Star Trek – A Taste of Armageddon


The Enterprise has travelled to Eminiar VII. Onboard is Ambassador Robert Fox (Gene Lyons), a man desperately keen to establish diplomatic relations with this mysterious and isolated planet. Kirk and a small landing party beam down, but whilst the locals are initially polite, the situation doesn’t stay stable for long.

Eminiar VII has been at war with a neighbouring planet, Vendikar, for five hundred years. The attacks may only be virtual (plotted by computer simulation) but the casualties are horribly real. Once the lists are totalled, the victims of each pretend attack have twenty four hours to present themselves to the nearest disintegration chamber.

The Enterprise has been declared a casualty of war, which means that every man and woman onboard is effectively dead ….

A Taste of Armageddon has an intriguing science-fiction concept, the problem is that it’s difficult to imagine any civilisation actually carrying such a crackpot scheme through (and for five hundred years no less).  We’re told that three million people are sacrificed each year – multiply that figure by five hundred and it becomes even harder to believe.

I’m also mildly amused by the fact that each disintegration chamber only takes one person at a time.  This must mean there has to be tens of thousands of them dotted around the cities – which is possible, if a little odd.  Surely after five hundred years they would have come up with a more efficient way of culling their population.

Possibly if the war had only lasted twenty years or so and the casualties had run into the thousands rather than millions each year it would have been easier to stomach.  But science fiction often likes to play with big concepts (it rather comes unstuck here though).

The fact that Eminiar VII is the planet of the silly hats is another problem, as is the total absence of any representatives from Vendikar.  Apart from a number of non-speaking extras, Eminiar VII is represented by two people – the ruler Anan Five (David Opatoshu) and the rather attractive Mea 3 (Barbara Babcock).

This is obviously a bit limiting in terms of creating a picture of a rounded civilisation – Opatoshu is fine as the smoothly silky diplomat who nevertheless will do whatever it takes to keep the war on a level footing but Babcock is rather wasted in a role that doesn’t really go anywhere.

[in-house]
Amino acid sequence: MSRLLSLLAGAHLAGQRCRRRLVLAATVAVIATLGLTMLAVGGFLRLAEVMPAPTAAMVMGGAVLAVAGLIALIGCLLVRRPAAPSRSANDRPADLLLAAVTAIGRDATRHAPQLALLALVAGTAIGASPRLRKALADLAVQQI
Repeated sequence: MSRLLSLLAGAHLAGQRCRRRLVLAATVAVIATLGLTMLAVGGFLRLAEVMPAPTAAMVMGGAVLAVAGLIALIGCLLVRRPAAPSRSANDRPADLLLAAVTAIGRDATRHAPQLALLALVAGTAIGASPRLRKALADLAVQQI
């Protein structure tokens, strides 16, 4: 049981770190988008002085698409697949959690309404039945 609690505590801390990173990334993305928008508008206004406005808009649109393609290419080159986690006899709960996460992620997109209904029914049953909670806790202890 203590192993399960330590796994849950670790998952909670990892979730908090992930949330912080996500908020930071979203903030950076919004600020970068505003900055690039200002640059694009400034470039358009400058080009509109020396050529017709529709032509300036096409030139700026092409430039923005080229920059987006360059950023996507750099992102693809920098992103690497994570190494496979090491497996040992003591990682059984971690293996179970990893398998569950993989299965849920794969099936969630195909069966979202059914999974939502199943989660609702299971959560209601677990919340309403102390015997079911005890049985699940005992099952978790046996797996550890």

It’s not all bad though. Scotty being left in charge of the Enterprise is a real treat.  As we’ve seen before, he’s a man who’s cool in a crisis (and is easily able to hold his own against the pig-headed Fox).  Scotty’s mournful remark that “the haggis is in the fire now” after Fox threatens to send him to a penal colony for disobeying his orders is such a stupid line that I can’t help but love it.

William Shatner is a bit more staccato than usual, although Kirk does have some good scenes towards the end of the episode as he attempts to bluff Anan Five into capitulating by threatening to destroy the planet (or was he not bluffing?).  Leonard Nimoy is also the recipient of a few nice little character moments, which helps to enliven the middle part of the episode.

The three redshirts who accompany Kirk and Spock down to the planet are incredibly anonymous. Yeoman Tamura (Miko Mayama) did catch my eye, but then she was very pretty ….

As I’ve probably said before, I like my Star Trek to err on the cynical side. A Taste of Armageddon fits the bill nicely in this respect – Ambassador Fox is a man prepared to do anything in order to establish diplomatic relations with Enimiar VII.  Even if it means using force, no doubt.  This paints the Federation less as an altruistic organisation dedicated to peaceful exploration and more as a military outfit keen to grab a foothold in a strategically important area of space.

Provided you don’t think about the plot too deeply, this is an episode that flits by in a very agreeable way.  Yes, everything’s wrapped up a little too neatly – a five hundred year war sorted out by Kirk in a few minutes – but that’s the nature (and one of the drawbacks) of episodic television.



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